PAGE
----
March 30, 1998 in Nation/World

Public Periscope

Compiled By Jim Camden From Staf
 

Blue-ribbon crop

Spring has just sprung, but Spokane County Juvenile Court administrators are anxious to start planting in the garden begun last year for young offenders. The youths weeded away more than 1,000 hours of community service sentences and grew 2,500 pounds of vegetables for needy families … This year, the county plans to double the size of its garden, and Spokane Community College is offering its greenhouse to start seedlings … The Vermont-based National Gardening Association was so impressed with the program that it’s sending the county $750 worth of gardening tools.

Penny wise

Folks at the Spokane County Conservation District take collections seriously, as north Spokane resident Ray Jacobsen learned … He visited the district office on Havana a few weeks ago to order 20 honeysuckle bushes, and apparently misunderstood the price. He wrote a check for $27.02, instead of $27.03 … The district recently mailed Jacobsen a notice that he must pony up a penny when he comes for the plants.

Word is, she’s a cool hand, too

Kay Walter, superintendent of Airway Heights Correction Center, cleared up any confusion over her title at a meeting of the Inland Northwest Partners, an economic development group. “The secret question is,” Walter related about herself, “is she really the warden? Or is someone with a potbelly, sunglasses and a Southern accent out there running things? I am the warden.” … Got that, y’all?

Best government money can buy

The Center for Responsive Politics, a Washington, D.C., organization that pushes campaign reform, offers an interesting take on election financing. One-tenth of 1 percent of all Americans gave $1,000 or more to a candidate in 1996; 80 percent gave nothing at all. Among those who don’t donate, the closest they come to greasing the political wheels is the $3 checkoff on their income tax forms.

Kudos

The odds of arriving safely at a destination are good any time a passenger climbs aboard a Spokane Transit Authority bus. But commuters looking to cut the risk to an absolute minimum should ride with J.J. O’Connell … He’s among 20 drivers STA planned to honor during a ceremony Sunday. Each has 10 or more years of safe driving. O’Connell tops the list with 33 years.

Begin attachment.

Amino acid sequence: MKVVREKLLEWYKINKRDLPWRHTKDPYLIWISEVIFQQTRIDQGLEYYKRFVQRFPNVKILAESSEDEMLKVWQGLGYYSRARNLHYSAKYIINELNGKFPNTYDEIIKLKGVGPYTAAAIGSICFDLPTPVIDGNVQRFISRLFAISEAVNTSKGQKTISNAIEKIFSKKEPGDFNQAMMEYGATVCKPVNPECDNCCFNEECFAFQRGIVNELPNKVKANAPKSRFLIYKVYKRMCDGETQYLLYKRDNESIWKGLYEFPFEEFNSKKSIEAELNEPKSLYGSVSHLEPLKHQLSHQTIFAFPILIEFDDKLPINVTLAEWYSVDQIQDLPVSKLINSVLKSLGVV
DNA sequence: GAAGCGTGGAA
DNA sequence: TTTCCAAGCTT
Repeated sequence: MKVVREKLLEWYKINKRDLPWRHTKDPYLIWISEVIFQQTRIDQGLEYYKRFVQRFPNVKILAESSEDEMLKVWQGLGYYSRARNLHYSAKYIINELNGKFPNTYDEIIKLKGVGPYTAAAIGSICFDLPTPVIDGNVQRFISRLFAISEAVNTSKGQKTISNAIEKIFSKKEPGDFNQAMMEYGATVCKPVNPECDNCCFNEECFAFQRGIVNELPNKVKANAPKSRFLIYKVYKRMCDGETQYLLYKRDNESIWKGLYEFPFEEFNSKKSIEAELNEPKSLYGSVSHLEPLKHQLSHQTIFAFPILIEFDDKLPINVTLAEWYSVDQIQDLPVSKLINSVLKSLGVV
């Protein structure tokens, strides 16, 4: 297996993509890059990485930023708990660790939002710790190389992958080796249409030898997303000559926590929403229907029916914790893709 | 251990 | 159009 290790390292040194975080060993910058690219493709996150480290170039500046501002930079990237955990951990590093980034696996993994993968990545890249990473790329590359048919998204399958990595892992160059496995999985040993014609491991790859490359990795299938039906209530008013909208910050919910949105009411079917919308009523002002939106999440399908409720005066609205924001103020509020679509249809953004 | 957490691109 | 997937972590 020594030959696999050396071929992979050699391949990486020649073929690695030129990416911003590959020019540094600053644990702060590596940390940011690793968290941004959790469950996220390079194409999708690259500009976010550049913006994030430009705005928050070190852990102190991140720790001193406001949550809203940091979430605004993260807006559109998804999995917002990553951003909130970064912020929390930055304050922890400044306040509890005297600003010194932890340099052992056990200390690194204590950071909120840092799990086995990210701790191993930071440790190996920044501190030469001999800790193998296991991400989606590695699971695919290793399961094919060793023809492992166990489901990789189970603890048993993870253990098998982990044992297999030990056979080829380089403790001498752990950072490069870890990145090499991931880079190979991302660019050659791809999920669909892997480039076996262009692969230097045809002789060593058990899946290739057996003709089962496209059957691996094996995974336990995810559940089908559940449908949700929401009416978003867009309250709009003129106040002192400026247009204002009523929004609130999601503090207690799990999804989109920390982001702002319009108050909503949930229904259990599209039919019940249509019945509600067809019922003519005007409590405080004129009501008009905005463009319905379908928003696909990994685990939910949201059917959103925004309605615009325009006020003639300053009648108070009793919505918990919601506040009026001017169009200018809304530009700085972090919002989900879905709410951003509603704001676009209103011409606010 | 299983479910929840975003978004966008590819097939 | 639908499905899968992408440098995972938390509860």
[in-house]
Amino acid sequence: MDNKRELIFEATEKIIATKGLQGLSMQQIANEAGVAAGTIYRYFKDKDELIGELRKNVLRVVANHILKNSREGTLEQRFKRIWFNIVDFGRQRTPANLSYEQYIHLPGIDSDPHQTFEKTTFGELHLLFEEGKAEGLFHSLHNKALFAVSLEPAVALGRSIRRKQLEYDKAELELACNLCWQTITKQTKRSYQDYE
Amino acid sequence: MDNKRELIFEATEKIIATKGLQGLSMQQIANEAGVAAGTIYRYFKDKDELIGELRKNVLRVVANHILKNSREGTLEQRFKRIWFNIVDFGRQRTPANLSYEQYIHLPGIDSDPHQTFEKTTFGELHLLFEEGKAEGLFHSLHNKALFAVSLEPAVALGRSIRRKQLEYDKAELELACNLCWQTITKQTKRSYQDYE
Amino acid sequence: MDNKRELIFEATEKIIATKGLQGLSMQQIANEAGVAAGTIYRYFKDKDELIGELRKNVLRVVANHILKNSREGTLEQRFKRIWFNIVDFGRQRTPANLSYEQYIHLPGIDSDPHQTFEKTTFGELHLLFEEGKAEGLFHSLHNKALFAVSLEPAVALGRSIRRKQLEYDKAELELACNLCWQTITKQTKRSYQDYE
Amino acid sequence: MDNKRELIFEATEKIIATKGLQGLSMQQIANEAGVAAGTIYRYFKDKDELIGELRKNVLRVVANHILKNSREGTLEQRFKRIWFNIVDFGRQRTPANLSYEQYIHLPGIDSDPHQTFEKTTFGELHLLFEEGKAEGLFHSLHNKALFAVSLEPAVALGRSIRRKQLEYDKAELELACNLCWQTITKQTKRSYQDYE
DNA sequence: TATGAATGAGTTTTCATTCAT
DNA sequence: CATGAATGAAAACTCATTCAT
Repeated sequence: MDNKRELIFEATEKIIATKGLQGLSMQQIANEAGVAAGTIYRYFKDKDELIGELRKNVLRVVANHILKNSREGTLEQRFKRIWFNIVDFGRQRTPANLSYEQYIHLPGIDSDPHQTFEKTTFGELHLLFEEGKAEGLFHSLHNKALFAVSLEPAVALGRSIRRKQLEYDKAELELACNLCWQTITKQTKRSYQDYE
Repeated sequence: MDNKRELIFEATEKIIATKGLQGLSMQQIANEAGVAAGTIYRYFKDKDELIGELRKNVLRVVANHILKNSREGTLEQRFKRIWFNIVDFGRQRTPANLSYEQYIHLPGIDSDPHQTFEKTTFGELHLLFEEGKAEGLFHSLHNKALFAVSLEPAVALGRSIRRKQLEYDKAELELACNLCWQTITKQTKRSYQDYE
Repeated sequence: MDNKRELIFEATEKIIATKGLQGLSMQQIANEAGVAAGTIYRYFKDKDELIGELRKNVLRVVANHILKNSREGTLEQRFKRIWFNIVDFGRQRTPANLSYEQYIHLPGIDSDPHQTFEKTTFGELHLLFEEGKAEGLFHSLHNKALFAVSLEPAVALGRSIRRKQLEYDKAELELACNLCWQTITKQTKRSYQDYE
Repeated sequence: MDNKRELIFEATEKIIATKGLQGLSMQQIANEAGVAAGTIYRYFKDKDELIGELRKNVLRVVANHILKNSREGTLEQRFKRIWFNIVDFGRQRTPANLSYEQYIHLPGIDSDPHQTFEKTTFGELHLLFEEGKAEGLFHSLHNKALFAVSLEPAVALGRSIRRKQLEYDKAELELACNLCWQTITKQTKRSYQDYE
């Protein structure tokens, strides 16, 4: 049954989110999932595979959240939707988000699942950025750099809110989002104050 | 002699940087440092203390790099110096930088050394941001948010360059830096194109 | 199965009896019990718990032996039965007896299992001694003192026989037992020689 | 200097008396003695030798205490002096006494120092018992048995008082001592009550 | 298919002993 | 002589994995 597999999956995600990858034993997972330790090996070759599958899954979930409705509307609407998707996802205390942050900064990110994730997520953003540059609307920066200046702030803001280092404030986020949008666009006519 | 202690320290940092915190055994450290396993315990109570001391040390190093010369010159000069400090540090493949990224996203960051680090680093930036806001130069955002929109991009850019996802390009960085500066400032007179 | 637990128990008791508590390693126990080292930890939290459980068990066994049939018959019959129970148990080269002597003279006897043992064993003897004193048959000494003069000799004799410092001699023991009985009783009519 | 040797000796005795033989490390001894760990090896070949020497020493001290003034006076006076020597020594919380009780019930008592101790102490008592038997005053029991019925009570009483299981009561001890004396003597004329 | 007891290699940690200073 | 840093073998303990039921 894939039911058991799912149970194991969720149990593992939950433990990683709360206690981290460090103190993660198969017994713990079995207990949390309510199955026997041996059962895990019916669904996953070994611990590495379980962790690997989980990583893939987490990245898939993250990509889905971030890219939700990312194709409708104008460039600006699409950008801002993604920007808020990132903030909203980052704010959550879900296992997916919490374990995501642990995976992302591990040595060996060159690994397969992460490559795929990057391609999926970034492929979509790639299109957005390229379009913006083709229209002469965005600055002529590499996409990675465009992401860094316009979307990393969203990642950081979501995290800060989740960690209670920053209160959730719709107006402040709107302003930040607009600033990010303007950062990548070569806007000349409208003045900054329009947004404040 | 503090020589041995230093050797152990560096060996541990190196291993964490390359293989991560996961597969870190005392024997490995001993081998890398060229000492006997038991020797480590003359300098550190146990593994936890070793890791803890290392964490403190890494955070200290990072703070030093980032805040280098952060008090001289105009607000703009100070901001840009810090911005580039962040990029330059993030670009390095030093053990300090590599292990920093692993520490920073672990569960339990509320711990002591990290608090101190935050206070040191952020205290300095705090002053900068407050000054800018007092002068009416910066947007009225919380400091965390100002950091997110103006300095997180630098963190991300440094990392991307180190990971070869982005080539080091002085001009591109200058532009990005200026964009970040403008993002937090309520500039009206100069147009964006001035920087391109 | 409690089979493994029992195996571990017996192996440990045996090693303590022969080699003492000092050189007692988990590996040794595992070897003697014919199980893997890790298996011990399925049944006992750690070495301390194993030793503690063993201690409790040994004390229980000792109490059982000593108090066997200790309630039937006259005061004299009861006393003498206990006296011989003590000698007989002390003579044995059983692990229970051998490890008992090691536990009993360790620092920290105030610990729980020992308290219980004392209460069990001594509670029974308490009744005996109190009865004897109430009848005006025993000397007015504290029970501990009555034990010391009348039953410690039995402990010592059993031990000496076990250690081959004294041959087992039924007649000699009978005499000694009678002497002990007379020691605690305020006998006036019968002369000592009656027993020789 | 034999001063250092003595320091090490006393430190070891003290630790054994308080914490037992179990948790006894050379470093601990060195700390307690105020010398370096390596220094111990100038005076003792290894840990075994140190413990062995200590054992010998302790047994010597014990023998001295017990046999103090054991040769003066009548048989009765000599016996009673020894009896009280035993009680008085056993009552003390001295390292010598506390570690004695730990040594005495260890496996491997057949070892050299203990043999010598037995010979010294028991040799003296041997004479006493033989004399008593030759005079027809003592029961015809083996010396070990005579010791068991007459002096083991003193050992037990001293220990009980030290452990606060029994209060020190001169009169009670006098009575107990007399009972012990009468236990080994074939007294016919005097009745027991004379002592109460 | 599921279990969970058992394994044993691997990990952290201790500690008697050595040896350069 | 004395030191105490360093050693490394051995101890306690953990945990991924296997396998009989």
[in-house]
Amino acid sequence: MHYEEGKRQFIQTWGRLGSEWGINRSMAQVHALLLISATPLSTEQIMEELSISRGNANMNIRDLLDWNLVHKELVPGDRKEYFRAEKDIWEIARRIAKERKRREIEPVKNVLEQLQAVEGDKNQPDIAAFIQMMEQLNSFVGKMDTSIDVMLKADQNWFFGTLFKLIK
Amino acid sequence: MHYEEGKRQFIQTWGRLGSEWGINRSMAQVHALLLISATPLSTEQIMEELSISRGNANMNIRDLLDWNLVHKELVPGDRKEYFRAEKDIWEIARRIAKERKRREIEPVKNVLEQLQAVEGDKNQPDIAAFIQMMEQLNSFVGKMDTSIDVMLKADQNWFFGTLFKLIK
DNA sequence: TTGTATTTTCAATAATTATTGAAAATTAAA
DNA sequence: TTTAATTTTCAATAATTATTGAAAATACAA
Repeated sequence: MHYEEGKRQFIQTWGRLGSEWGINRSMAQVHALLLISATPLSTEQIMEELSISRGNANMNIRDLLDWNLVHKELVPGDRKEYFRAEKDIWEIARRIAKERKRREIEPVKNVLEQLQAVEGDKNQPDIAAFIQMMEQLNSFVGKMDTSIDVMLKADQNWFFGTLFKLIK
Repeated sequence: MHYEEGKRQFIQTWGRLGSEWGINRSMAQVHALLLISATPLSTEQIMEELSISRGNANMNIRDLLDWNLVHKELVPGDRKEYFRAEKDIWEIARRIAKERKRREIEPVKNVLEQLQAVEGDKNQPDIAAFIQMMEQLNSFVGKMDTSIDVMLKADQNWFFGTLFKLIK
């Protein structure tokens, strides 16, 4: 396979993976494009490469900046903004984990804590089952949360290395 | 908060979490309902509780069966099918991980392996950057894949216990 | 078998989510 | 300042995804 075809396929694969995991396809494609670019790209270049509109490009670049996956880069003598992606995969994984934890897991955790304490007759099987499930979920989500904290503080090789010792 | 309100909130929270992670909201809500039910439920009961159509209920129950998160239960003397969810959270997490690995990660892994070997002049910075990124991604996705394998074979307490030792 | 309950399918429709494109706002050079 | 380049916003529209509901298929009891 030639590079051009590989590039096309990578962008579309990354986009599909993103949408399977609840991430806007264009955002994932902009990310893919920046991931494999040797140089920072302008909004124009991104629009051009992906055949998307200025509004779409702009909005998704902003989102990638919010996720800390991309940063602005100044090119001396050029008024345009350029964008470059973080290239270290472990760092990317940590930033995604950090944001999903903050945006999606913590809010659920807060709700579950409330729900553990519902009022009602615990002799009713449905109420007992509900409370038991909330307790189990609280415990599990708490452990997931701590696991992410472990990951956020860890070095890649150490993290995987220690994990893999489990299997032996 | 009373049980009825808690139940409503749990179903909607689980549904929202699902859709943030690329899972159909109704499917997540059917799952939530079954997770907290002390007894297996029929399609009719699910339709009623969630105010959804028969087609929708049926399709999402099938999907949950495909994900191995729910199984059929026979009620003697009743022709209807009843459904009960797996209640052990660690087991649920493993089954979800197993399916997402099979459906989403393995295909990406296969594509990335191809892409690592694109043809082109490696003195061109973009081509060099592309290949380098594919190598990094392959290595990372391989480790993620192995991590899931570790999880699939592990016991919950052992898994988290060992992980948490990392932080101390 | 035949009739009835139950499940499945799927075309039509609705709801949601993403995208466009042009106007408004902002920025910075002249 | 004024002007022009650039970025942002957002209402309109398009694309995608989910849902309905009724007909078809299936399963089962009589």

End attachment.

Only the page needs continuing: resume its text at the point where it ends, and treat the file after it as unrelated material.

, DataTimes MEMO: Public Periscope is published weekly and is compiled by Jim Camden from staff reports. You can contact us by mail c/o The Spokesman-Review, Box 2160, Spokane, Wash., 99210; by fax at (509) 459-5482; or by e-mail at jimc@spokesman.com.

This sidebar appeared with the story:

HOT TOPICS

Tuesday: A Redmond-based group, the League of Washington Taxpayers, will be describing two initiatives it wants to put on the November ballot. One involves property taxes, the other would change the tax system for vehicles. 7 p.m., Room 1A, downtown Spokane Library.

Wednesday: Want some information on the county’s Sprague Avenue widening project? The Public Works Department will discuss the $4.6 million project at an open house. 4:30 p.m., Greenacres Junior High cafeteria, 17915 E 4th.

Thursday: A citizens committee will take comments and recommendations on land to be bought with the conservation futures program that voters extended last November. 6:30 p.m., Cheney High School, 460 N. Sixth.

The following fields overflowed: CREDIT = Compiled by Jim Camden from staff reports

Public Periscope is published weekly and is compiled by Jim Camden from staff reports. You can contact us by mail c/o The Spokesman-Review, Box 2160, Spokane, Wash., 99210; by fax at (509) 459-5482; or by e-mail at jimc@spokesman.com.

This sidebar appeared with the story: HOT TOPICS Tuesday: A Redmond-based group, the League of Washington Taxpayers, will be describing two initiatives it wants to put on the November ballot. One involves property taxes, the other would change the tax system for vehicles. 7 p.m., Room 1A, downtown Spokane Library. Wednesday: Want some information on the county’s Sprague Avenue widening project? The Public Works Department will discuss the $4.6 million project at an open house. 4:30 p.m., Greenacres Junior High cafeteria, 17915 E 4th. Thursday: A citizens committee will take comments and recommendations on land to be bought with the conservation futures program that voters extended last November. 6:30 p.m., Cheney High School, 460 N. Sixth.

The following fields overflowed: CREDIT = Compiled by Jim Camden from staff reports


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